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Related to the Sardinian Warbler. It dives out of sight into the spikiest of shrubs and bushes and can be frustratingly elusive at times, although it often appears on top and launches into a brief, bouncy song-flight in full view. Females are paler than adult males, which are easy to identify. Females and immatures, which are even paler, are more difficult, especially if they turn up as vagrants farther north in autumn. The call is a sharp, ticking or clicking tet, sometimes quickly repeated; song high-pitched, Linnet-like, musical warbling, fast, with quick variation in pitch. Small, neat cup nest in low vegetation. 3 or 4 eggs; 2 broods;April–June. It forages in low scrub and herbs, or higher in leafy trees, searching for insects and spiders. The flight is short, weak, quick, undulating, with bursts of wingbeats. Breeds on bushy slopes, in low, tangled hedges and thorny thickets, and in open, evergreen oak woods in Spain, Portugal, and Mediterranean Europe, from April to September. Migrants at times appear farther north in low, dense undergrowth near coasts.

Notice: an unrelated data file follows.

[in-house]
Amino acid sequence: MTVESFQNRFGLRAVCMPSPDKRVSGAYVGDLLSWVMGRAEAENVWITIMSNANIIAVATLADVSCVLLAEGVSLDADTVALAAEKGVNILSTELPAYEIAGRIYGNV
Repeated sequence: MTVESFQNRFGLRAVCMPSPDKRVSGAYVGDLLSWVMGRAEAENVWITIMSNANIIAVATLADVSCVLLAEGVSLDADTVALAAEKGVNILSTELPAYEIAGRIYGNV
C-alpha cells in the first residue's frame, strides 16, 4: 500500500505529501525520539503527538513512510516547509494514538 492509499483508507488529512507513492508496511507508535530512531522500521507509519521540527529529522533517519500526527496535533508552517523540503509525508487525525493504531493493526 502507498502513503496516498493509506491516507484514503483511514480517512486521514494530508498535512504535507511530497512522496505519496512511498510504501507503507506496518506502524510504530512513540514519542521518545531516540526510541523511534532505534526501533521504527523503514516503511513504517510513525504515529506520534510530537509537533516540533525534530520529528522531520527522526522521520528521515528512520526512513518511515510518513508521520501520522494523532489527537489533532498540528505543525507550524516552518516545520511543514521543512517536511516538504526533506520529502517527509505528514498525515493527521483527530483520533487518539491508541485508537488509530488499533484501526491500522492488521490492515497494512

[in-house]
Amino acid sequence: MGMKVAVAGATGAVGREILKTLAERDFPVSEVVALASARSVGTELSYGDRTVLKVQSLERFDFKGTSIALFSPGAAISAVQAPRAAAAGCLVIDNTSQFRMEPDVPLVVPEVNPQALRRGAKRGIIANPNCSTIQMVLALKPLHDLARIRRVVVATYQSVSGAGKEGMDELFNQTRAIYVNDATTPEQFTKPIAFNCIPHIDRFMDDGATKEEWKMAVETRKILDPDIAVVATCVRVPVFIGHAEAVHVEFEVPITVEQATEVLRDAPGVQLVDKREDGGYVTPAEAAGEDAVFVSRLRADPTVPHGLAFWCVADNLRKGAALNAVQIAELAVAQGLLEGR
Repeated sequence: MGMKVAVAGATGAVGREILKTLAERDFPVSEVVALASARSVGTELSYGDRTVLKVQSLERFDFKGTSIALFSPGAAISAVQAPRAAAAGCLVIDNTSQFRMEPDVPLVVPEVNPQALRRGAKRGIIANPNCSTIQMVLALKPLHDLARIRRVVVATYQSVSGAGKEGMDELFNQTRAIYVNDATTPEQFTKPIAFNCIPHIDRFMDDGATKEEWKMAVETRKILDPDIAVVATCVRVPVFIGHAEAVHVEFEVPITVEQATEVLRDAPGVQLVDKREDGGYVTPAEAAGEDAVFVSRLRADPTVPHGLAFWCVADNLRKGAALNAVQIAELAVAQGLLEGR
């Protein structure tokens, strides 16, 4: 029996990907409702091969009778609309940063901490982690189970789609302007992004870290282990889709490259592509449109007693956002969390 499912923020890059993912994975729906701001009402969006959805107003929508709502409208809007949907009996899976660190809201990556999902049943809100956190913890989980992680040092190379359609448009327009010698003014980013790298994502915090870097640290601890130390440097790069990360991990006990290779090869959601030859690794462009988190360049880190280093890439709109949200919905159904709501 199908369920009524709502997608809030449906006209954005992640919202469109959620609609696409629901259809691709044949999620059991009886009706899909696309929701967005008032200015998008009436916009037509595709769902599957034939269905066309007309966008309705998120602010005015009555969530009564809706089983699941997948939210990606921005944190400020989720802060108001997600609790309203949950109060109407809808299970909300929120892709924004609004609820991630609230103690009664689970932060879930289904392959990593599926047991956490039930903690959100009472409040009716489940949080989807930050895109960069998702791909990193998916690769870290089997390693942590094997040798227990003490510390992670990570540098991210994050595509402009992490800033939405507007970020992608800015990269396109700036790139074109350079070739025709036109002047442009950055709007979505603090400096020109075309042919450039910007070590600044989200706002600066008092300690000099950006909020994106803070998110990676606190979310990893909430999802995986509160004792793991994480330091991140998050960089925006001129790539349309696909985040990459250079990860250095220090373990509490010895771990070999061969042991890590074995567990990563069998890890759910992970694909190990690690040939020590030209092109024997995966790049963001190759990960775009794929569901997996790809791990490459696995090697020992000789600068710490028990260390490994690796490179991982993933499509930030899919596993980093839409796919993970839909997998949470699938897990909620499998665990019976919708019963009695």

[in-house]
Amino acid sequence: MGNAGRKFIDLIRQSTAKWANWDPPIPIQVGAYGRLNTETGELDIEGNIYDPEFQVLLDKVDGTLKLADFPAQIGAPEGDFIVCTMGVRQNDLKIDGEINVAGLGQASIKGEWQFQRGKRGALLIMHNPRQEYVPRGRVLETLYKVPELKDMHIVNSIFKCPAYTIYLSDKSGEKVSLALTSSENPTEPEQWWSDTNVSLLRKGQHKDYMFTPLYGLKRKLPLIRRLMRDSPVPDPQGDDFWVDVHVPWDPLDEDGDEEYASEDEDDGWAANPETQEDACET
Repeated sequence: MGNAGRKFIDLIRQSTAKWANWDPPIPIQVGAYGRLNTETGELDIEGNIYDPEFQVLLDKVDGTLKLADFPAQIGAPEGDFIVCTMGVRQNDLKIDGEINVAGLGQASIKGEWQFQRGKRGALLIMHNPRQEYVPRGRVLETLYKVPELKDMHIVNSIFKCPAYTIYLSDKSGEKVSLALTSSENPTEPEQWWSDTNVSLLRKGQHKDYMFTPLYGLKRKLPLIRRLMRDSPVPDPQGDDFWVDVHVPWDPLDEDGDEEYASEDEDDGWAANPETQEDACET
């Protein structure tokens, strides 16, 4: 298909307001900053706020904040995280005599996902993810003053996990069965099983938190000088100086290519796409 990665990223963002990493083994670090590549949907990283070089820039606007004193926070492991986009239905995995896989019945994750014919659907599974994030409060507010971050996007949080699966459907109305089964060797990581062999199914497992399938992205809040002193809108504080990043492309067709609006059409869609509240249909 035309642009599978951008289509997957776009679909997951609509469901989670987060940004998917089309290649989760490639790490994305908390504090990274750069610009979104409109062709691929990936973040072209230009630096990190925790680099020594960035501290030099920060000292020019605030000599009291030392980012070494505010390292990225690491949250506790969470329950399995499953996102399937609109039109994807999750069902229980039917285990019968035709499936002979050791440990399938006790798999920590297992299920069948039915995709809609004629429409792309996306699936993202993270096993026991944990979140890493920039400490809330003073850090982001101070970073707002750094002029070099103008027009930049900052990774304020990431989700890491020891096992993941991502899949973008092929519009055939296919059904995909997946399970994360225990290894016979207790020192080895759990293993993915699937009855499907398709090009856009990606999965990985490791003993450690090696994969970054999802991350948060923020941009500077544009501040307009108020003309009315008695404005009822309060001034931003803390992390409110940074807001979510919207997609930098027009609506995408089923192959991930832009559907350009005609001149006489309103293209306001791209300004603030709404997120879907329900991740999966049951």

Mostly around theMediterranean; the Subalpine Warbler is typical, inhabiting warm, sun-bathed slopes and fields with rough, tangled hedges and thickets of aromatic shrubs and spiny bushes. Spotted on a Holm oak forest
Camera Model: NIKON D300. Exposure Time: 1/250 sec.; f/8; ISO Speed Rating: 800. Exposure Bias: 0 EV. Focal Length: 300.0 mm.